ts mutant by N-degron method

Tien-Hsien Chang tchang at magnus.acs.ohio-state.edu
Thu Jul 21 16:58:06 EST 1994


     We have tried a new technology to generate temperature-sensitive (ts) 
mutants [see Dohmen, R. J., Wu, P. and Varshavsky, A. (1994) Heat-inducible 
degron, a method for constructing temperature-sensitive mutants. Science, 263, 
1273-1276].  Basically one simply constructs a fusion consisting of a portable 
ts protein-degradation cassette fused to the 5' end of the gene of interest.  
This construct is then integrated to the chromosomal site of the gene of 
interest, creating a truncated version and the recombinant 
temperature-sensitive "degradable" (td) version flanking the plasmid DNA on the
chromosome.

     The gene of interest in our case is DBP5 (DEAD-Box protein; an essential 
putative RNA helicase gene of unknown function; cellular localization unknown).
 At the first glance, this technology works extremely well, in that the dbp5-td
strain failed to grow on either YPD or SD-Ura solid media at 37oC (analyzed by 
streak-out or spotting method).  Although after 3-5 days' incubation at this 
temperature, there are a small number (1 to 6 in each streak out) of revertants
(?) popping out on the plate.  Introduction of the ubr1-deletion allows the td 
strain to regain growth at 37oC, demostrating the temperature-sensitivity is 
due to N-degron protein degradation pathway.

     But the good news ends here, because we could not reproduce the plate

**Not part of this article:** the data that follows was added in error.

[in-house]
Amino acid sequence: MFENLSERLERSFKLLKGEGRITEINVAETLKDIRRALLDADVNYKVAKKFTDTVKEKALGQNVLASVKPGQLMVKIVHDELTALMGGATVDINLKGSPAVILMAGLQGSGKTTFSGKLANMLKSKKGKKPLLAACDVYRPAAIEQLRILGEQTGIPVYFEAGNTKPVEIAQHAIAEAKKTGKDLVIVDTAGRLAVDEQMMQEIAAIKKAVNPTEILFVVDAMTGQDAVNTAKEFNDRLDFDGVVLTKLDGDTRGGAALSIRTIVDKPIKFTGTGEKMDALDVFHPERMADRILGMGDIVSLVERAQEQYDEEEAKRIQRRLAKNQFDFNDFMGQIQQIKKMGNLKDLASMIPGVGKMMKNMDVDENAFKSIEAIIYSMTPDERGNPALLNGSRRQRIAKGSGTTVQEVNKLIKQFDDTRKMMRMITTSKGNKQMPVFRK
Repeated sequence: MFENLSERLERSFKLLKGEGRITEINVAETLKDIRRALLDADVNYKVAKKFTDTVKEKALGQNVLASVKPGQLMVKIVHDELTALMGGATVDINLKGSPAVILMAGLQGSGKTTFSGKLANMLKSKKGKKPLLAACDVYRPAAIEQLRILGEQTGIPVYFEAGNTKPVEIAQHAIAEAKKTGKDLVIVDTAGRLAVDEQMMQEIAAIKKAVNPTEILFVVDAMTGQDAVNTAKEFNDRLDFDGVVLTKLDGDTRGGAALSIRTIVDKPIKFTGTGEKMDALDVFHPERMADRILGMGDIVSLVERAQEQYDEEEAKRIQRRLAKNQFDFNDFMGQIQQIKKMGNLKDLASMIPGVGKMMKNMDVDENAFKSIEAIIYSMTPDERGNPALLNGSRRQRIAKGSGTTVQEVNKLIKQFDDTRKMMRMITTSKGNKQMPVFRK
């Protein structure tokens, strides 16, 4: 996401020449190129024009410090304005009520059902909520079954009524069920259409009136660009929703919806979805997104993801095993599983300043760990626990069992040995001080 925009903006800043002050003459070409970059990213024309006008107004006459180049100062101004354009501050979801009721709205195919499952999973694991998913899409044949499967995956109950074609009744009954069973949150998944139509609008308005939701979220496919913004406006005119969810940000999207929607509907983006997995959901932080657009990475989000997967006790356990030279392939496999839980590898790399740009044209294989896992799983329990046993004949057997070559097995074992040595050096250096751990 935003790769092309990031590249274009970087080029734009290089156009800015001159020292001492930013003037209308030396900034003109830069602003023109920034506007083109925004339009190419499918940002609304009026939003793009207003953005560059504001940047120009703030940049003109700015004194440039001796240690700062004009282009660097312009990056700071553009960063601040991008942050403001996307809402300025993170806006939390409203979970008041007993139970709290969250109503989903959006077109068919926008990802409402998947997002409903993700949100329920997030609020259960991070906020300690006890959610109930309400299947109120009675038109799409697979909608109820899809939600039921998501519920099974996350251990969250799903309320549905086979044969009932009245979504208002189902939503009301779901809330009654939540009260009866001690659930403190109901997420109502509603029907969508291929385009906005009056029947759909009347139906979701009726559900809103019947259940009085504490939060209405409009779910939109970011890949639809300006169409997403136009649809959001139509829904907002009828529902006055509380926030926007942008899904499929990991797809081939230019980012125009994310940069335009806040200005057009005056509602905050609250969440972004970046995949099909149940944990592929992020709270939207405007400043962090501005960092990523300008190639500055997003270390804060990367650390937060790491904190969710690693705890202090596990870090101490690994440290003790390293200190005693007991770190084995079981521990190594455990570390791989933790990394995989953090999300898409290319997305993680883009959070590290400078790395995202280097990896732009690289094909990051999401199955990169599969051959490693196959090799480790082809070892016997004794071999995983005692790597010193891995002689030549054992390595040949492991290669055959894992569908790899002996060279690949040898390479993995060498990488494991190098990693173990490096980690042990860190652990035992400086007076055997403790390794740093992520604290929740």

results in the liquid culture.  We have tried several times for the temperature
shift growth curve studies.  In all cases, the td strain grows equally well as 
the wild type strain (in selective medium) for the first 9-10 hours after being
shifted to the nonpermissive temperature.  We have tried shifting at various 
OD600, such as 1 (mid-log phase), 0.8, or 0.3 (early log phase), and obtained 
practically the same results.  The td strain showed approximately 50% reduction
of growth (1.0 versus 1.6 of wild-type strain) for a period of at least 7-8 
hours subsequent to the first 10 hr of shifting to 37oC.  However, the td 
strain still eventually reach near saturation (with comparable OD as the wt) 30
hr after the temperature shift.  This result is completely at odds with the 
tight growth arrest phenotype on the plate.

     We have measured the spontaneous reversion frequency of the td strains in 
the liquid culture.  The numbers we got were 5.4x10e-7, 7.2x10e-7, and 3x10e-6 
from 3 independent experiments using two td isolates.  Thus, we believe that 
the problem is unlikely due to exceptionally high spontaneous reversion 
frequency (derived from the the N-degron pathway).

     We have inspected the cell morphology 10 to 30 hours after the shift in 
the liquid culture and found no obvious signs of strange shapes (such as 
super-enlarged shapes) which may explain the high OD after shift.

     At this moment, we are still scratching our heads.  Would any one out 
there like to venture some explanations of this seemingly strange observation?
The central question is how do the cell growth (physiology) differ from each 
other on plate and in the liquid medium?  Could it be due to the difference of 
osmolarity, nutrient diffusion rate, or something else?

          Tien-Hsien Chang
          Department of Molecular Genetics
          The Ohio State University
          484 West 12th Ave.
          Columbus, OH 43210

          (614)-292-0631
          (614)-292-4466 [fax]
          chang.108 at osu.edu



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